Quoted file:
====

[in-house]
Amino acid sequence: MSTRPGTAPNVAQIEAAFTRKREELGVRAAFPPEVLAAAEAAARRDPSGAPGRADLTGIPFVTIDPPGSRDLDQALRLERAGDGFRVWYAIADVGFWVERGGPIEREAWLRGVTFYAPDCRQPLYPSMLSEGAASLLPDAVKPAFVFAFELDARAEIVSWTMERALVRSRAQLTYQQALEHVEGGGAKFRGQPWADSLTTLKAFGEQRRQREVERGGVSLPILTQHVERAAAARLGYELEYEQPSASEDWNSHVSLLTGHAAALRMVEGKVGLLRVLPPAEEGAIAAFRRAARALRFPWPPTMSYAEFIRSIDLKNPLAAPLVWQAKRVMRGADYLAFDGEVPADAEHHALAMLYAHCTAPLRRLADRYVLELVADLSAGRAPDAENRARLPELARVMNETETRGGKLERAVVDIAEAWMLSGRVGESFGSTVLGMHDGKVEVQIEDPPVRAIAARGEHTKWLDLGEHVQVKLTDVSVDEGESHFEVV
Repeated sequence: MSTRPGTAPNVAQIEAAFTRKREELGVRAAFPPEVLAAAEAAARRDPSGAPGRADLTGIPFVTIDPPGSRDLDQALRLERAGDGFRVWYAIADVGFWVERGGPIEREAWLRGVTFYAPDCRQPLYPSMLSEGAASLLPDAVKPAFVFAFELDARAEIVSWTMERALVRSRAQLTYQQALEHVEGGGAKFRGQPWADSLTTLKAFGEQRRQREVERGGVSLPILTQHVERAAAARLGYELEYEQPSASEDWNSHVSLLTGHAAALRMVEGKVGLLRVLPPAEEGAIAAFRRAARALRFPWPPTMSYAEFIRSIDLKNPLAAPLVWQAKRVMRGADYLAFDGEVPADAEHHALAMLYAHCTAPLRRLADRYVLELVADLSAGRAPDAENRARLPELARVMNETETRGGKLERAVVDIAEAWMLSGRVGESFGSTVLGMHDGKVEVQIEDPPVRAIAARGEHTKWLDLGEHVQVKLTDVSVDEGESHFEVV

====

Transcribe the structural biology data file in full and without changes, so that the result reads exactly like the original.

[in-house]
Amino acid sequence: MSTRPGTAPNVAQIEAAFTRKREELGVRAAFPPEVLAAAEAAARRDPSGAPGRADLTGIPFVTIDPPGSRDLDQALRLERAGDGFRVWYAIADVGFWVERGGPIEREAWLRGVTFYAPDCRQPLYPSMLSEGAASLLPDAVKPAFVFAFELDARAEIVSWTMERALVRSRAQLTYQQALEHVEGGGAKFRGQPWADSLTTLKAFGEQRRQREVERGGVSLPILTQHVERAAAARLGYELEYEQPSASEDWNSHVSLLTGHAAALRMVEGKVGLLRVLPPAEEGAIAAFRRAARALRFPWPPTMSYAEFIRSIDLKNPLAAPLVWQAKRVMRGADYLAFDGEVPADAEHHALAMLYAHCTAPLRRLADRYVLELVADLSAGRAPDAENRARLPELARVMNETETRGGKLERAVVDIAEAWMLSGRVGESFGSTVLGMHDGKVEVQIEDPPVRAIAARGEHTKWLDLGEHVQVKLTDVSVDEGESHFEVV
Repeated sequence: MSTRPGTAPNVAQIEAAFTRKREELGVRAAFPPEVLAAAEAAARRDPSGAPGRADLTGIPFVTIDPPGSRDLDQALRLERAGDGFRVWYAIADVGFWVERGGPIEREAWLRGVTFYAPDCRQPLYPSMLSEGAASLLPDAVKPAFVFAFELDARAEIVSWTMERALVRSRAQLTYQQALEHVEGGGAKFRGQPWADSLTTLKAFGEQRRQREVERGGVSLPILTQHVERAAAARLGYELEYEQPSASEDWNSHVSLLTGHAAALRMVEGKVGLLRVLPPAEEGAIAAFRRAARALRFPWPPTMSYAEFIRSIDLKNPLAAPLVWQAKRVMRGADYLAFDGEVPADAEHHALAMLYAHCTAPLRRLADRYVLELVADLSAGRAPDAENRARLPELARVMNETETRGGKLERAVVDIAEAWMLSGRVGESFGSTVLGMHDGKVEVQIEDPPVRAIAARGEHTKWLDLGEHVQVKLTDVSVDEGESHFEVV